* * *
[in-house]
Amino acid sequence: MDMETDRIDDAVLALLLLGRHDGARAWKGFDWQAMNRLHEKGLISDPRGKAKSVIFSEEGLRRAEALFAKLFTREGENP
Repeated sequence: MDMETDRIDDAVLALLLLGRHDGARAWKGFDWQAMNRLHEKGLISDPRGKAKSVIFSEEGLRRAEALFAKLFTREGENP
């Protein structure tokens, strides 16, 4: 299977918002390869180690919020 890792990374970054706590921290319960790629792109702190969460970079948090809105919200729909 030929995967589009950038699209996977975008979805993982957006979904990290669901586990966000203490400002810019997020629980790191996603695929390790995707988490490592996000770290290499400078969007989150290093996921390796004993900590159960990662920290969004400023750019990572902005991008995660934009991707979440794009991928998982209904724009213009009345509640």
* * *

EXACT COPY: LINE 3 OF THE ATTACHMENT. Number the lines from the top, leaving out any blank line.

Repeated sequence: MDMETDRIDDAVLALLLLGRHDGARAWKGFDWQAMNRLHEKGLISDPRGKAKSVIFSEEGLRRAEALFAKLFTREGENP